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Welcome to The Quarantine Stream, a new series where the /Film team shares what they’ve been watching while social distancing during the COVID-19 pandemic.
The Show: The Secret History of Hollywood
Where You Can Stream It: The podcasting app of your choice.
The Pitch: The Secret History of Hollywood is the most compelling, immersive, and emotional podcast I’ve ever had the pleasure of listening to. Each season consists of deep dives into a major Hollywood figure, tracing its subject’s rise to prominence and giving incredible insight into their home lives, painting a portrait so captivating and well-rounded that biographies or books on the subjects could only dream to achieve.
Why It’s Essential Quarantine Listening: I’ve been thinking about this podcast a lot since I first stumbled across it several years ago, but I think it’s especially appropriate to recommend it right now because some of its episodes are incredibly lengthy – many clock in around an hour and a half, but some of them stretch to four, six, or even nine hours long. Yes, really. Some of you may scoff, but isn’t being in quarantine the perfect time to give a long-form podcast a chance?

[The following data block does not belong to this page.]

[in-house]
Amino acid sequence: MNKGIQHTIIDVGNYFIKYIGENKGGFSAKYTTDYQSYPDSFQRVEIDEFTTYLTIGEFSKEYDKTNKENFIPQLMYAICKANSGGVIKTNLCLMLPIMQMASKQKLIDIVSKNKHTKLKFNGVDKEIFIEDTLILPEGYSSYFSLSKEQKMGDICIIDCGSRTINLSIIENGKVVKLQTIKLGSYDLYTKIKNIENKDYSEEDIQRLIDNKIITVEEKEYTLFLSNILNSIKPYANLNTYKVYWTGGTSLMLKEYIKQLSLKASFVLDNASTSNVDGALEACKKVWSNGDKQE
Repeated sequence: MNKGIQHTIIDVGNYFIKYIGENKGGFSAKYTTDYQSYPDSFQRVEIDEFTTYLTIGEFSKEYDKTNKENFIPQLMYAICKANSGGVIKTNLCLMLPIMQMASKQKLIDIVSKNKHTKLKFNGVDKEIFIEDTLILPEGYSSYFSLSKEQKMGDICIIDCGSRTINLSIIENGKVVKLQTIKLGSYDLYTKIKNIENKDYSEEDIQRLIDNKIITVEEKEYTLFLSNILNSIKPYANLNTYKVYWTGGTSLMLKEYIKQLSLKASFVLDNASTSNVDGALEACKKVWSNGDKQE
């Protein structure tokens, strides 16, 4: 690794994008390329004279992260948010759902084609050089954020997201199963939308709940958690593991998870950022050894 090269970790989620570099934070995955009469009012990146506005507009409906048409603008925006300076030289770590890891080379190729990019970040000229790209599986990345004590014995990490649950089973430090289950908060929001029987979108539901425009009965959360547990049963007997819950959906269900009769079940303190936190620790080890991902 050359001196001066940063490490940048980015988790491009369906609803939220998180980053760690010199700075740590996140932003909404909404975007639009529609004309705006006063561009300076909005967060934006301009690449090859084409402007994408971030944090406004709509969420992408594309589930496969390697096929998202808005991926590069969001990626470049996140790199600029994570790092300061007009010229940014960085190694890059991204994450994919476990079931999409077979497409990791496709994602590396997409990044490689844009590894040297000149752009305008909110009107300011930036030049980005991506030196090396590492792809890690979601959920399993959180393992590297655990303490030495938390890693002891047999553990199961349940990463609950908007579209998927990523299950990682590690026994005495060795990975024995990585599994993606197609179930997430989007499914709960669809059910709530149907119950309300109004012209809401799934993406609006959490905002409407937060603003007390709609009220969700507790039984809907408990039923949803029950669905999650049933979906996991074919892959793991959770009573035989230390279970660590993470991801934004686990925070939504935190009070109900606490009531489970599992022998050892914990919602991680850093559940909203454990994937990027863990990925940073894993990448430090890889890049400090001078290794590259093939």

Adam Roche, the voice behind the show, had no background in sound editing or sound production when he got started, but he could have fooled me: the series reminds me of an old-time radio show, complete with sound effects and Roche doing voices as he plays the people in a given scene. I realize that may sound cheesy, and it absolutely would be in less-capable hands. But trust me: Roche’s mellifluous voice and incredibly researched accounts are perfect for this type of storytelling.
The show has brought me to tears multiple times over the years, and I think a huge part of the reason for that is because of the long episode lengths. Like a great TV series you never want to end, you get to spend hours and hours with the subjects of these episodes and build emotional connections to them, so when they they experience hardships, a project goes wrong, or they lose a loved one, the results can be unexpectedly powerful.